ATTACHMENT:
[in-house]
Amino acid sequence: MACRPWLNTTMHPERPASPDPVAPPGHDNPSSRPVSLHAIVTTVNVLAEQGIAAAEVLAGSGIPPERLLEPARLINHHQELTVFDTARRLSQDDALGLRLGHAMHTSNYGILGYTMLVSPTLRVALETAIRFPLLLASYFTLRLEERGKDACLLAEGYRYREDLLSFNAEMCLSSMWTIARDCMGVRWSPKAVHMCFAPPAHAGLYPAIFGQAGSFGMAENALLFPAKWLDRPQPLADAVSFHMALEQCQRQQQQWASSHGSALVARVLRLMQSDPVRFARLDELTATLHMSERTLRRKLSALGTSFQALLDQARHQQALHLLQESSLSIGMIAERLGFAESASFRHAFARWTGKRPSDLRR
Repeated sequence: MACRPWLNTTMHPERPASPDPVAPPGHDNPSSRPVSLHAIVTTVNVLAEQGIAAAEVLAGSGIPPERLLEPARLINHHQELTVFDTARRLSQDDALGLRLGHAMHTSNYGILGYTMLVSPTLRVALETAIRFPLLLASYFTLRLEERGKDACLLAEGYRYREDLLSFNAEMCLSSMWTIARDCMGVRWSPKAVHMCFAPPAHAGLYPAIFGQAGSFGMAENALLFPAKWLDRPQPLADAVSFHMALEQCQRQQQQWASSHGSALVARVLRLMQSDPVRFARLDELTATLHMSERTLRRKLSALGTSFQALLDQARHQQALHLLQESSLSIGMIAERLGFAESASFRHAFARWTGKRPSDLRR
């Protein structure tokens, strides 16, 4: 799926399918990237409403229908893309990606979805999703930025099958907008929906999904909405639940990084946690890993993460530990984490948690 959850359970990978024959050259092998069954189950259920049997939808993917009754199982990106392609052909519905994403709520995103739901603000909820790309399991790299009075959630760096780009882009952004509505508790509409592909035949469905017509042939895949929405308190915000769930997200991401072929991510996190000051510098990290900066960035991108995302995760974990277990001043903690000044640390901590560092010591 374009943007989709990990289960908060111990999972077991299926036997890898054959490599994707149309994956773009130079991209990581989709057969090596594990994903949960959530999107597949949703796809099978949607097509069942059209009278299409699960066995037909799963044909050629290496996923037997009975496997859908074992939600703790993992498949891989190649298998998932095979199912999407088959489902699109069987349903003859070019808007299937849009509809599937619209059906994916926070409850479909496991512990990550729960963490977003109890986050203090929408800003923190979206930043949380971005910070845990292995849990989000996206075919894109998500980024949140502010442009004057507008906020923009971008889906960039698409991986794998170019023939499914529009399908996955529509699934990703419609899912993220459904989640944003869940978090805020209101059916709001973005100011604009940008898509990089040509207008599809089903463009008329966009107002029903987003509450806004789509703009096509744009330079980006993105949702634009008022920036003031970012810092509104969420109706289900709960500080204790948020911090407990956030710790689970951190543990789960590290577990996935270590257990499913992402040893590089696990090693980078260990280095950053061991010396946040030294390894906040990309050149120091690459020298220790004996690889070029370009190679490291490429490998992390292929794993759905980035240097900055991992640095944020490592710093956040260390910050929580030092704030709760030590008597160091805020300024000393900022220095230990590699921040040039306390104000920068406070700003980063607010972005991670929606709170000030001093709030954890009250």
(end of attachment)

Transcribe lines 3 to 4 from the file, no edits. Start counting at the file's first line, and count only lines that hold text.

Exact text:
Repeated sequence: MACRPWLNTTMHPERPASPDPVAPPGHDNPSSRPVSLHAIVTTVNVLAEQGIAAAEVLAGSGIPPERLLEPARLINHHQELTVFDTARRLSQDDALGLRLGHAMHTSNYGILGYTMLVSPTLRVALETAIRFPLLLASYFTLRLEERGKDACLLAEGYRYREDLLSFNAEMCLSSMWTIARDCMGVRWSPKAVHMCFAPPAHAGLYPAIFGQAGSFGMAENALLFPAKWLDRPQPLADAVSFHMALEQCQRQQQQWASSHGSALVARVLRLMQSDPVRFARLDELTATLHMSERTLRRKLSALGTSFQALLDQARHQQALHLLQESSLSIGMIAERLGFAESASFRHAFARWTGKRPSDLRR
């Protein structure tokens, strides 16, 4: 799926399918990237409403229908893309990606979805999703930025099958907008929906999904909405639940990084946690890993993460530990984490948690 959850359970990978024959050259092998069954189950259920049997939808993917009754199982990106392609052909519905994403709520995103739901603000909820790309399991790299009075959630760096780009882009952004509505508790509409592909035949469905017509042939895949929405308190915000769930997200991401072929991510996190000051510098990290900066960035991108995302995760974990277990001043903690000044640390901590560092010591 374009943007989709990990289960908060111990999972077991299926036997890898054959490599994707149309994956773009130079991209990581989709057969090596594990994903949960959530999107597949949703796809099978949607097509069942059209009278299409699960066995037909799963044909050629290496996923037997009975496997859908074992939600703790993992498949891989190649298998998932095979199912999407088959489902699109069987349903003859070019808007299937849009509809599937619209059906994916926070409850479909496991512990990550729960963490977003109890986050203090929408800003923190979206930043949380971005910070845990292995849990989000996206075919894109998500980024949140502010442009004057507008906020923009971008889906960039698409991986794998170019023939499914529009399908996955529509699934990703419609899912993220459904989640944003869940978090805020209101059916709001973005100011604009940008898509990089040509207008599809089903463009008329966009107002029903987003509450806004789509703009096509744009330079980006993105949702634009008022920036003031970012810092509104969420109706289900709960500080204790948020911090407990956030710790689970951190543990789960590290577990996935270590257990499913992402040893590089696990090693980078260990280095950053061991010396946040030294390894906040990309050149120091690459020298220790004996690889070029370009190679490291490429490998992390292929794993759905980035240097900055991992640095944020490592710093956040260390910050929580030092704030709760030590008597160091805020300024000393900022220095230990590699921040040039306390104000920068406070700003980063607010972005991670929606709170000030001093709030954890009250």